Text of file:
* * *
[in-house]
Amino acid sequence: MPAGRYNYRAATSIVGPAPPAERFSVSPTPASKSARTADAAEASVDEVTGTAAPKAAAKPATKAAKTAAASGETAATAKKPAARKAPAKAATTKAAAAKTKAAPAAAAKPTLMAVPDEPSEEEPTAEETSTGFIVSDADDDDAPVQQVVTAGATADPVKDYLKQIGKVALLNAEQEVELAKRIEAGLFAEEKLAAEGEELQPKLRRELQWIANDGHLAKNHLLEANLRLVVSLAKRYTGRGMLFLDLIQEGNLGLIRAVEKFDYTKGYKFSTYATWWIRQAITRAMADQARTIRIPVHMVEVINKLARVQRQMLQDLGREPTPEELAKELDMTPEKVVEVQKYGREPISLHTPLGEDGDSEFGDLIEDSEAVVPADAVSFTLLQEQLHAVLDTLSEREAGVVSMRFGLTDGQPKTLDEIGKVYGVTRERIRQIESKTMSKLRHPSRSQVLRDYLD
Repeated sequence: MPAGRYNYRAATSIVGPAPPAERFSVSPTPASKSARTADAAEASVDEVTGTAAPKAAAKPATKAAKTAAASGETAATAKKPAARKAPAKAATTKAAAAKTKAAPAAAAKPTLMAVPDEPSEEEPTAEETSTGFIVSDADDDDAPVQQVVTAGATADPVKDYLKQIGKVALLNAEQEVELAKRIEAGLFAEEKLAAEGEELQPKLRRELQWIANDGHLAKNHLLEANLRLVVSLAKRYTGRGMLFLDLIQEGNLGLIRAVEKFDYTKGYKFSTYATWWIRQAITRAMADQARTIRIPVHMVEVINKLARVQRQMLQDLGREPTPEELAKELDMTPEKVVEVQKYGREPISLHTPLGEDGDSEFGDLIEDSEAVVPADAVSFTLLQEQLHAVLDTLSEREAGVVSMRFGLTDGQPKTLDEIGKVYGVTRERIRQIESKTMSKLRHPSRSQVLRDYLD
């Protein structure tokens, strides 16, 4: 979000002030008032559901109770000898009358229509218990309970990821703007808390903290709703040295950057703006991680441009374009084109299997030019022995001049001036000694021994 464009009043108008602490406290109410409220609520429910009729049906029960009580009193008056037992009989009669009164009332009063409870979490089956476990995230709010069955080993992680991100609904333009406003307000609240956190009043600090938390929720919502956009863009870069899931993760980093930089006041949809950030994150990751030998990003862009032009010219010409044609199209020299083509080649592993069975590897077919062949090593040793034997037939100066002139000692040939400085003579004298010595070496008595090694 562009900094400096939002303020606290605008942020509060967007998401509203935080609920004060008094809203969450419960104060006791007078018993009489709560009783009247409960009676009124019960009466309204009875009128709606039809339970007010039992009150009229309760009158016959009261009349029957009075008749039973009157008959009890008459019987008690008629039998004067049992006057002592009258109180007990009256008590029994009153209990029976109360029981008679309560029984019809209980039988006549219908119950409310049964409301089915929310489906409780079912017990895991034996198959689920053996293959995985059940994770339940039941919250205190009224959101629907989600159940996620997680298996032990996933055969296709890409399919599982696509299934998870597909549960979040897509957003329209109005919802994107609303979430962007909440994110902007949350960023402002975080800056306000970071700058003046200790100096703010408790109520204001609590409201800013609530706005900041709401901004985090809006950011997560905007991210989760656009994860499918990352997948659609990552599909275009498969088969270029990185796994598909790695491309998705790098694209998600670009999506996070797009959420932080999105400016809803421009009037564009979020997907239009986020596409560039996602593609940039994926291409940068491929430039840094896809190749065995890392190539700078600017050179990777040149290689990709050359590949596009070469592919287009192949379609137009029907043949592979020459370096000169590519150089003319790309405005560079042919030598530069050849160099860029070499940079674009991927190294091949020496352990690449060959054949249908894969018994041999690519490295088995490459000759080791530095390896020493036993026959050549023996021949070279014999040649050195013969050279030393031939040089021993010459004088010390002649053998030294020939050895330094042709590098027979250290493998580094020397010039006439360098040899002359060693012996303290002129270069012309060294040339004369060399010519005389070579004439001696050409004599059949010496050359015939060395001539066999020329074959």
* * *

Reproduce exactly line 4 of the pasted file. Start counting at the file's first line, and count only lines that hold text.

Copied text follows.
């Protein structure tokens, strides 16, 4: 979000002030008032559901109770000898009358229509218990309970990821703007808390903290709703040295950057703006991680441009374009084109299997030019022995001049001036000694021994 464009009043108008602490406290109410409220609520429910009729049906029960009580009193008056037992009989009669009164009332009063409870979490089956476990995230709010069955080993992680991100609904333009406003307000609240956190009043600090938390929720919502956009863009870069899931993760980093930089006041949809950030994150990751030998990003862009032009010219010409044609199209020299083509080649592993069975590897077919062949090593040793034997037939100066002139000692040939400085003579004298010595070496008595090694 562009900094400096939002303020606290605008942020509060967007998401509203935080609920004060008094809203969450419960104060006791007078018993009489709560009783009247409960009676009124019960009466309204009875009128709606039809339970007010039992009150009229309760009158016959009261009349029957009075008749039973009157008959009890008459019987008690008629039998004067049992006057002592009258109180007990009256008590029994009153209990029976109360029981008679309560029984019809209980039988006549219908119950409310049964409301089915929310489906409780079912017990895991034996198959689920053996293959995985059940994770339940039941919250205190009224959101629907989600159940996620997680298996032990996933055969296709890409399919599982696509299934998870597909549960979040897509957003329209109005919802994107609303979430962007909440994110902007949350960023402002975080800056306000970071700058003046200790100096703010408790109520204001609590409201800013609530706005900041709401901004985090809006950011997560905007991210989760656009994860499918990352997948659609990552599909275009498969088969270029990185796994598909790695491309998705790098694209998600670009999506996070797009959420932080999105400016809803421009009037564009979020997907239009986020596409560039996602593609940039994926291409940068491929430039840094896809190749065995890392190539700078600017050179990777040149290689990709050359590949596009070469592919287009192949379609137009029907043949592979020459370096000169590519150089003319790309405005560079042919030598530069050849160099860029070499940079674009991927190294091949020496352990690449060959054949249908894969018994041999690519490295088995490459000759080791530095390896020493036993026959050549023996021949070279014999040649050195013969050279030393031939040089021993010459004088010390002649053998030294020939050895330094042709590098027979250290493998580094020397010039006439360098040899002359060693012996303290002129270069012309060294040339004369060399010519005389070579004439001696050409004599059949010496050359015939060395001539066999020329074959």